Hey there, time traveller!
This article was published 26/10/2009 (3645 days ago), so information in it may no longer be current.
And — thanks to global warming — there's more of that to come, a conference in Montreal was told Monday.
Martin-Eric Tremblay of the Co-operators Group Ltd. said that insurance companies now expect to pay out claims on catastrophic events four times more often than they did in the 1980s.
Weighing the risks of natural disasters has become part of daily operations for insurance firms, he said.
"Years ago we were not even thinking about having hurricanes on the shores of the Atlantic (provinces)," Tremblay, Co-operators' senior vice-president, said in an interview after his presentation to a workshop organized by Quebec's financial regulator.
In its 2009 report, the Insurance Bureau of Canada said insurance claims related to severe weather, even when adjusted for inflation, have doubled every five to 10 years since the 1950s.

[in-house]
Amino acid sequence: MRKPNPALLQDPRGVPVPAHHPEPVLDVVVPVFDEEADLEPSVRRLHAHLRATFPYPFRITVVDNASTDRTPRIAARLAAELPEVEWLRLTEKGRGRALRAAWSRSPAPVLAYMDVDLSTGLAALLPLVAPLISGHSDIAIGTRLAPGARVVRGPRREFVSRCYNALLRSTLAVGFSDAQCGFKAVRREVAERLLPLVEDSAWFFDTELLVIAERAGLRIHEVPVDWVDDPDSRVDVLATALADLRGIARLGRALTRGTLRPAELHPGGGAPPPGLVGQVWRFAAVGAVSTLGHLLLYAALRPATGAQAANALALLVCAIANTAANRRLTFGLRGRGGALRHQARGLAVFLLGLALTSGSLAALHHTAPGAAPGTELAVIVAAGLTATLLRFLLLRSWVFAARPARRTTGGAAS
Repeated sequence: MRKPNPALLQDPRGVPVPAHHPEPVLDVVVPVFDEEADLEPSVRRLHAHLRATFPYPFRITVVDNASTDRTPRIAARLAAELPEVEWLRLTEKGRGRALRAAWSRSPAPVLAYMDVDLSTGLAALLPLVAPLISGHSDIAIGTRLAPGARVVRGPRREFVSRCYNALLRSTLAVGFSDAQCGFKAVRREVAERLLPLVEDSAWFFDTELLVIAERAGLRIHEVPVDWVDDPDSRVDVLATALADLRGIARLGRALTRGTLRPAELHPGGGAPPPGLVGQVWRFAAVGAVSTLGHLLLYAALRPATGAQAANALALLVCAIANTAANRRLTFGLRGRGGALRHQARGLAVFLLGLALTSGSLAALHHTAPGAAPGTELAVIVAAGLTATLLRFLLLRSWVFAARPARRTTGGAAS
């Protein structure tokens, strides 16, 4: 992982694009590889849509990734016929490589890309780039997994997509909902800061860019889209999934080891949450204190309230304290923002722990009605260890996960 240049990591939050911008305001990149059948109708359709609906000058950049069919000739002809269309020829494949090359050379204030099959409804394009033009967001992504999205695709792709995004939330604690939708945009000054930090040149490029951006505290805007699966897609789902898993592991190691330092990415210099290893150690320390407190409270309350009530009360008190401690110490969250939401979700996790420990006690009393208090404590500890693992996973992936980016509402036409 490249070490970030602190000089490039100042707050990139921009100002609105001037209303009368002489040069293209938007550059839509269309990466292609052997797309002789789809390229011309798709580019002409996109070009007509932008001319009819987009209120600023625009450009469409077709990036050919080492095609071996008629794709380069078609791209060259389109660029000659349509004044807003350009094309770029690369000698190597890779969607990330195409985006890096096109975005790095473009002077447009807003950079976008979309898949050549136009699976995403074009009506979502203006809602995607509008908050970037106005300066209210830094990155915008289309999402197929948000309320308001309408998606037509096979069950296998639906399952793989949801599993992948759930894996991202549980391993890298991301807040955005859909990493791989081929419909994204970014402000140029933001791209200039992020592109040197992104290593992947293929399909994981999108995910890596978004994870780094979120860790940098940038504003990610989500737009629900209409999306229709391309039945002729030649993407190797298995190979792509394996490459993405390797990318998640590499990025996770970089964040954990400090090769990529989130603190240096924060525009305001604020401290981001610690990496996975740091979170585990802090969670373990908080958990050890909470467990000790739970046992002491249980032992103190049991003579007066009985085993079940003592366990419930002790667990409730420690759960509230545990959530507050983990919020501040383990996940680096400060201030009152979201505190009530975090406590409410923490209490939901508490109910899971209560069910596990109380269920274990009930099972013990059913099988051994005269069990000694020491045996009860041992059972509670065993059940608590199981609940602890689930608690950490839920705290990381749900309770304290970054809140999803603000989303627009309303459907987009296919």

The weather patterns could wind up hitting customers' wallets.
"We'll have to take (more natural disasters) as a Canadian reality," Tremblay said. "If you've got one every three years, it's a small surcharge in your premium, but when it comes to three or four big events a year, you've got to charge it back to the client."
He indicated insurance companies are already covering water damage without receiving enough in return.
But one industry member said governments can keep insurance premiums down by creating building codes that call for sturdier structures and by putting more limits on where new homes are built.
— The Canadian Press